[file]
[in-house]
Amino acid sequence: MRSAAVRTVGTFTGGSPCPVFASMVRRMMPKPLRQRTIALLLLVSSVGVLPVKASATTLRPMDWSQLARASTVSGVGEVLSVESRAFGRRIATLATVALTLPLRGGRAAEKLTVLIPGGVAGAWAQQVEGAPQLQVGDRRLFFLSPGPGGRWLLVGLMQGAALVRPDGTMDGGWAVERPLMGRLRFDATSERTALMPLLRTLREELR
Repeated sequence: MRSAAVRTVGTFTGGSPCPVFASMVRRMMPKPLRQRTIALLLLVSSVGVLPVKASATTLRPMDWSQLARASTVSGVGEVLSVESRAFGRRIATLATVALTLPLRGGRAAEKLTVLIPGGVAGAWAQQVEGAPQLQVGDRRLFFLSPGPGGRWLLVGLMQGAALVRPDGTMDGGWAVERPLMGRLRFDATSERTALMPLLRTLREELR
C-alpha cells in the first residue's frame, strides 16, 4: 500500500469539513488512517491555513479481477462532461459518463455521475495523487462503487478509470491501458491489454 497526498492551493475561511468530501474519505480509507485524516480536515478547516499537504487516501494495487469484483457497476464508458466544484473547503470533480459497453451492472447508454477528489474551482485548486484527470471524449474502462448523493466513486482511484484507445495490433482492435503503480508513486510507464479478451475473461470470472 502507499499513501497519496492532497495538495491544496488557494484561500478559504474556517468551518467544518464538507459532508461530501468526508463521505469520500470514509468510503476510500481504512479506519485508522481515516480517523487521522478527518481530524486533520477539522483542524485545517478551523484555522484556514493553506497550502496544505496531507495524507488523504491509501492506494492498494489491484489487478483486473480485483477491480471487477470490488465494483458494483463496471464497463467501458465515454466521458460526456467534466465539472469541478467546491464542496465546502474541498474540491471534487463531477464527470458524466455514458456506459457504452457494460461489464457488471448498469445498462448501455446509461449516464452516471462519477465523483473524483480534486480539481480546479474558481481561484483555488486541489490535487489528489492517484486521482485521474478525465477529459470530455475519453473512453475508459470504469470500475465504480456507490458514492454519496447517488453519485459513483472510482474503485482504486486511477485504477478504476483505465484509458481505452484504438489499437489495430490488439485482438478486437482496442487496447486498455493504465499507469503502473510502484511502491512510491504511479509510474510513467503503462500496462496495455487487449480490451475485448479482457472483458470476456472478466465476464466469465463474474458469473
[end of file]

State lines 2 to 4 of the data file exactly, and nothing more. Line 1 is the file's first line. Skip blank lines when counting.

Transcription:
Amino acid sequence: MRSAAVRTVGTFTGGSPCPVFASMVRRMMPKPLRQRTIALLLLVSSVGVLPVKASATTLRPMDWSQLARASTVSGVGEVLSVESRAFGRRIATLATVALTLPLRGGRAAEKLTVLIPGGVAGAWAQQVEGAPQLQVGDRRLFFLSPGPGGRWLLVGLMQGAALVRPDGTMDGGWAVERPLMGRLRFDATSERTALMPLLRTLREELR
Repeated sequence: MRSAAVRTVGTFTGGSPCPVFASMVRRMMPKPLRQRTIALLLLVSSVGVLPVKASATTLRPMDWSQLARASTVSGVGEVLSVESRAFGRRIATLATVALTLPLRGGRAAEKLTVLIPGGVAGAWAQQVEGAPQLQVGDRRLFFLSPGPGGRWLLVGLMQGAALVRPDGTMDGGWAVERPLMGRLRFDATSERTALMPLLRTLREELR
C-alpha cells in the first residue's frame, strides 16, 4: 500500500469539513488512517491555513479481477462532461459518463455521475495523487462503487478509470491501458491489454 497526498492551493475561511468530501474519505480509507485524516480536515478547516499537504487516501494495487469484483457497476464508458466544484473547503470533480459497453451492472447508454477528489474551482485548486484527470471524449474502462448523493466513486482511484484507445495490433482492435503503480508513486510507464479478451475473461470470472 502507499499513501497519496492532497495538495491544496488557494484561500478559504474556517468551518467544518464538507459532508461530501468526508463521505469520500470514509468510503476510500481504512479506519485508522481515516480517523487521522478527518481530524486533520477539522483542524485545517478551523484555522484556514493553506497550502496544505496531507495524507488523504491509501492506494492498494489491484489487478483486473480485483477491480471487477470490488465494483458494483463496471464497463467501458465515454466521458460526456467534466465539472469541478467546491464542496465546502474541498474540491471534487463531477464527470458524466455514458456506459457504452457494460461489464457488471448498469445498462448501455446509461449516464452516471462519477465523483473524483480534486480539481480546479474558481481561484483555488486541489490535487489528489492517484486521482485521474478525465477529459470530455475519453473512453475508459470504469470500475465504480456507490458514492454519496447517488453519485459513483472510482474503485482504486486511477485504477478504476483505465484509458481505452484504438489499437489495430490488439485482438478486437482496442487496447486498455493504465499507469503502473510502484511502491512510491504511479509510474510513467503503462500496462496495455487487449480490451475485448479482457472483458470476456472478466465476464466469465463474474458469473